had the right idea.

Let’s talk about sex.
Believe it or not, your kid hopes you will.

 Teens consistently say parents and guardians influence their relationship and sex decisions more than peers, partners, or even pop culture. Shocking right?

Breathe easy. Our partners have assembled everything you need when the time comes. Don’t know where to start? Our free Sexual Health Resource Guide is a great resource to get the conversation going with your kid.


Free expert-led resources for caregivers.

Prevention & Protection

Information about birth control, emergency contraception, and more.

Talking Consent

Consent is key, especially for children and teens. These resources can help you get the conversation started.

Parents of LGBTQIA+ Teens

Be prepared with affirming, honest sex ed for every gender identity and sexual orientation.

Planned Parenthood

From puberty to pregnancy and personal safety, Planned Parenthood has resources for every stage.

Find a Clinic

Browse our clinic finder to located a clinic near you.


Sex ed doesn’t have to be boring. Make it fun with Amaze’s animated sex ed videos.

Amaze Jr.

When you need big answers for your little one’s questions, they’re all right here.

OKC Care Center

Their body is their business. The Care Center offers nationally-recognized child-friendly resources for body safety and abuse.


Get the Conversation Going

Try these helpful tips and suggestions.

Start Early and Talk Often
The stats don’t lie. Young adults that talk often about sex with trusted adults are less likely to have premature or unprotected sex. Instead of trying to fit everything into one big conversation, start frequent age-appropriate chats as soon as it makes sense. While it can feel uncomfortable, discussing body parts and sex-related topics early can help build a foundation of trust.
Be a Role Model
What kind of adult did you need when you were growing up? Healthy relationships of any age revolve around mutual trust, respect, and kindness. As you grow with your child, be clear about your own sexual values and attitudes, but give them room to make their own choices. When they feel heard and seen, they’re more likely to stick to what’s best for their future.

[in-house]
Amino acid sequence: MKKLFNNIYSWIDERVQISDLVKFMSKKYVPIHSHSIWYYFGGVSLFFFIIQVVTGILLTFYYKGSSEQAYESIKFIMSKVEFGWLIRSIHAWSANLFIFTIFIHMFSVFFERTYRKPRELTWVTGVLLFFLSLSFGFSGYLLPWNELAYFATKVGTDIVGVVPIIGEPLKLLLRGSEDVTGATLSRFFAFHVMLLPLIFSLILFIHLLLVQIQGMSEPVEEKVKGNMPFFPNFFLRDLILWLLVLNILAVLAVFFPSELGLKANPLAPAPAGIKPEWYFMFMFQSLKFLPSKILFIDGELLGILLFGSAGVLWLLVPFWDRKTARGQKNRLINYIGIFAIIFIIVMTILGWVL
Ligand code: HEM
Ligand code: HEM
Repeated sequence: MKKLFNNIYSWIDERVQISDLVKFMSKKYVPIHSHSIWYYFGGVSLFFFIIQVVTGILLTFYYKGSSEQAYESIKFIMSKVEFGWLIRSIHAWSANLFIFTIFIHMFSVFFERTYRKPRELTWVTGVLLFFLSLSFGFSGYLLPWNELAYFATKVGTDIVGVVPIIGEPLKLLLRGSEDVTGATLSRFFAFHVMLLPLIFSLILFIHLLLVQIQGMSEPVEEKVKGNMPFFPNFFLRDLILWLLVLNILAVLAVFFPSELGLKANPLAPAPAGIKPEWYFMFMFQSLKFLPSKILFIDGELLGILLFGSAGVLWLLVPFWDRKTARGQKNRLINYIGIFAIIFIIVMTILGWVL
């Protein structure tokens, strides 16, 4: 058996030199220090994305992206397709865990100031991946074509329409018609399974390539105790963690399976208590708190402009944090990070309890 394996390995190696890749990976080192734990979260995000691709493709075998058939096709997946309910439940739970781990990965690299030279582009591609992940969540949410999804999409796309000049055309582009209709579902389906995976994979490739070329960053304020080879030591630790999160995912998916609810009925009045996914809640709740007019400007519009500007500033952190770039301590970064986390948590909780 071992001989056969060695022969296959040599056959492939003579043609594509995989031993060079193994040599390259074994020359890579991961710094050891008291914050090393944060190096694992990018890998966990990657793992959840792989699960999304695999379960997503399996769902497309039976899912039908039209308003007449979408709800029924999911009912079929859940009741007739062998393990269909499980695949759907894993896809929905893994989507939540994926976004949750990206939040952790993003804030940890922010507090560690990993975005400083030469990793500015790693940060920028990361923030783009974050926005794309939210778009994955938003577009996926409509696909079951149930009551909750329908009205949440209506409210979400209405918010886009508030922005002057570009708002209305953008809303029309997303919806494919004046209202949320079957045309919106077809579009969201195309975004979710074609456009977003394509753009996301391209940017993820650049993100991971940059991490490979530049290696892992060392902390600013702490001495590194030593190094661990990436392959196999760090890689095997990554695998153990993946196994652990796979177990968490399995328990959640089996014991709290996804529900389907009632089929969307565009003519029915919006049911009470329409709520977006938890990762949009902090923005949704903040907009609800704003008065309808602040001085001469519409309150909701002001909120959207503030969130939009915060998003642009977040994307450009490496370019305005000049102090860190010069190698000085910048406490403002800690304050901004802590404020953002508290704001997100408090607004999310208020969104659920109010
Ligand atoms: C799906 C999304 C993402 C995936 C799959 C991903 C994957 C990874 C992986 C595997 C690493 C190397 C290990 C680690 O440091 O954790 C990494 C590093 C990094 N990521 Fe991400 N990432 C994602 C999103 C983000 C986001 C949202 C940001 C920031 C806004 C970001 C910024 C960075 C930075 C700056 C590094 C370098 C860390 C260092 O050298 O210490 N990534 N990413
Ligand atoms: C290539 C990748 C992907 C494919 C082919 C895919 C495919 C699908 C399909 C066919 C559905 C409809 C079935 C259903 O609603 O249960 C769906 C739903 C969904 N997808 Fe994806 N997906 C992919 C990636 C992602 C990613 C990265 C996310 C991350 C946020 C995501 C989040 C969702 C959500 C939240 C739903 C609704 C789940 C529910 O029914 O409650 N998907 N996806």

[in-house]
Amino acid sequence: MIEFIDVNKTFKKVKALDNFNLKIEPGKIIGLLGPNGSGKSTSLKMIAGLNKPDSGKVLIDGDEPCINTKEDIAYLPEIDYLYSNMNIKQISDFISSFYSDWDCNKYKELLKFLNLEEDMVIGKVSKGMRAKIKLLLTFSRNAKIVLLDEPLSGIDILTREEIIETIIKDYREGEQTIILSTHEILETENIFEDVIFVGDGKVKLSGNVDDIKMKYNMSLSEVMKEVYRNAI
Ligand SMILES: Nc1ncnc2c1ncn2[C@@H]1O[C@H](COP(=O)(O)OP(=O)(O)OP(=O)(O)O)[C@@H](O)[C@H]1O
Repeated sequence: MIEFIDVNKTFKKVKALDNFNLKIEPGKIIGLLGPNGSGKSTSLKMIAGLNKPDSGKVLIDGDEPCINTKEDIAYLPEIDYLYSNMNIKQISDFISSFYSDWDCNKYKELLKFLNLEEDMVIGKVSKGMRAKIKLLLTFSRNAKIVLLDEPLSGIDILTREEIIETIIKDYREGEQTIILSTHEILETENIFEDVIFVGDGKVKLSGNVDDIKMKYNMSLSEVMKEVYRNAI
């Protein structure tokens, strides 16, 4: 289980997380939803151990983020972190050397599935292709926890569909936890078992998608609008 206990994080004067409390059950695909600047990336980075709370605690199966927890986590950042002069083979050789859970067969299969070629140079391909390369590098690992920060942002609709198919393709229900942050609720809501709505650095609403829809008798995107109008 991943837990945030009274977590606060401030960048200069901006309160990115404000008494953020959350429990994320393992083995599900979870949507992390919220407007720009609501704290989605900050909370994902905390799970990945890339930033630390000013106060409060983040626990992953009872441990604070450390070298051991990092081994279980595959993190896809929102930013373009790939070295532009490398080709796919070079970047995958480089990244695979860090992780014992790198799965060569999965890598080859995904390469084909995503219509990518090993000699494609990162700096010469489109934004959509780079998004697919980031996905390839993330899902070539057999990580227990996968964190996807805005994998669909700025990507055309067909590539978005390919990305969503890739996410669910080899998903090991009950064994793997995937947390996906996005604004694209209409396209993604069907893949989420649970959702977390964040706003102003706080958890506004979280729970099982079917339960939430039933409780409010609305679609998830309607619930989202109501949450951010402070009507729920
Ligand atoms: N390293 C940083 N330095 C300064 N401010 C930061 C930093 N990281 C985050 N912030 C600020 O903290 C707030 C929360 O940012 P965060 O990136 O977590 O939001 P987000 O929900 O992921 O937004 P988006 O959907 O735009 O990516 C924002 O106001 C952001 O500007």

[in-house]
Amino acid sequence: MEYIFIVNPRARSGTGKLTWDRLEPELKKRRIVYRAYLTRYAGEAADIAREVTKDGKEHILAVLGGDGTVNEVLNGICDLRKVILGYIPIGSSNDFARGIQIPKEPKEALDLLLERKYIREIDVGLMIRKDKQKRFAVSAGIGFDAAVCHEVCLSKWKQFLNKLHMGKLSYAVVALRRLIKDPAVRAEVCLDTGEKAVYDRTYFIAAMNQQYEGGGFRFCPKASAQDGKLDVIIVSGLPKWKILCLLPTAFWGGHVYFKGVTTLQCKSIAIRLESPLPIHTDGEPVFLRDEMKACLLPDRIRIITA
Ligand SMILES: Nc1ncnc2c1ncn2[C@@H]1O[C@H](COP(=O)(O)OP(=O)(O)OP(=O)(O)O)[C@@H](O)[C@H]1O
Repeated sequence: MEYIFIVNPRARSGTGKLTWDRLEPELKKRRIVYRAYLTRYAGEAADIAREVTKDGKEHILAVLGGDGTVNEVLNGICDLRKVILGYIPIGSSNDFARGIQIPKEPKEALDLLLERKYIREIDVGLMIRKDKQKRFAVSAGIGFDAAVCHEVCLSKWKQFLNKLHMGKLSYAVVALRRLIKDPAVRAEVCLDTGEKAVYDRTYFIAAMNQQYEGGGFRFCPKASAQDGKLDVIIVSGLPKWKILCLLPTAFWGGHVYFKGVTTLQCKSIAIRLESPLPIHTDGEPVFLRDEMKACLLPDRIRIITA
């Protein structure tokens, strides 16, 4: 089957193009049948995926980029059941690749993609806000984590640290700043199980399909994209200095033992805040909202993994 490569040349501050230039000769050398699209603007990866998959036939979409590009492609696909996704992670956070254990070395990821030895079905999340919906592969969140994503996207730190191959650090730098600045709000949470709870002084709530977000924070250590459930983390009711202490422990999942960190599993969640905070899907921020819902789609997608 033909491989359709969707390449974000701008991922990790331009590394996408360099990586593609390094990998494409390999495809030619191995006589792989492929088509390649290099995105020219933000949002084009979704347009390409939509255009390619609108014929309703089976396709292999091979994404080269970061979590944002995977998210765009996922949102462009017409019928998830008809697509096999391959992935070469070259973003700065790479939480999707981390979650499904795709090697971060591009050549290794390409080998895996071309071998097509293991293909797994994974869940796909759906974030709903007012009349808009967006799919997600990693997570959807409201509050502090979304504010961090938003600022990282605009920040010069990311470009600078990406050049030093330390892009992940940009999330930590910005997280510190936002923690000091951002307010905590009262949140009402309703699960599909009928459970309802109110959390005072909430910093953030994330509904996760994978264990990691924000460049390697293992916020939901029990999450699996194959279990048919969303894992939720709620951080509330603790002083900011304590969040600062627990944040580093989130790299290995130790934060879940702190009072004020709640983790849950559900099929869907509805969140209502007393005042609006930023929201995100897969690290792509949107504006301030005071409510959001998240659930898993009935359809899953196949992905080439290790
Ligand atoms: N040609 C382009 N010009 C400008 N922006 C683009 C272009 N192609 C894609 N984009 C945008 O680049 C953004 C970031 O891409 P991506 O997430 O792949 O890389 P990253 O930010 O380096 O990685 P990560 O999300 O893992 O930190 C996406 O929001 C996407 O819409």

Be an Askable Parent
If you’ve ever had a toddler, you know kids are in no shortage of questions. That doesn’t change as they get older. By building a relationship where they can ask you anything (especially the prickly questions), kids and teens are less likely to seek answers from unreliable sources. If you don’t have all the answers, that’s normal. Find them together by reading books and reviewing helpful websites like honestly, Amaze, Planned Parenthood, Sex, Etc. and others.
Structure is Central
Even if they don’t always like them, rules exist for a reason. Setting standards of behavior, respectful communication, and consistent routine — like curfew or chores — gives them boundaries to safely explore. Be open about why these rules exist, and respectfully correct if they are disobeyed.
Keep It Casual
The “talk” shouldn’t be one big, buttoned-up conversation. Some of the best everyday teaching moments are right in front of our noses, like an exaggerated sex scene or a song that paints an unhealthy picture of a relationship. Our world is filled with not-so-factual ideas of love and sex, so keep an eye on what they’re watching, listening to, and reading and use them as jumping off points.
Help Them Set Goals
Once it’s age appropriate, invite your child to think about attributes they want in a significant other. Take time to talk about positive relationship role models and what a healthy relationship looks like. Teens want to be proud of who they are dating and feel confident making the big introduction.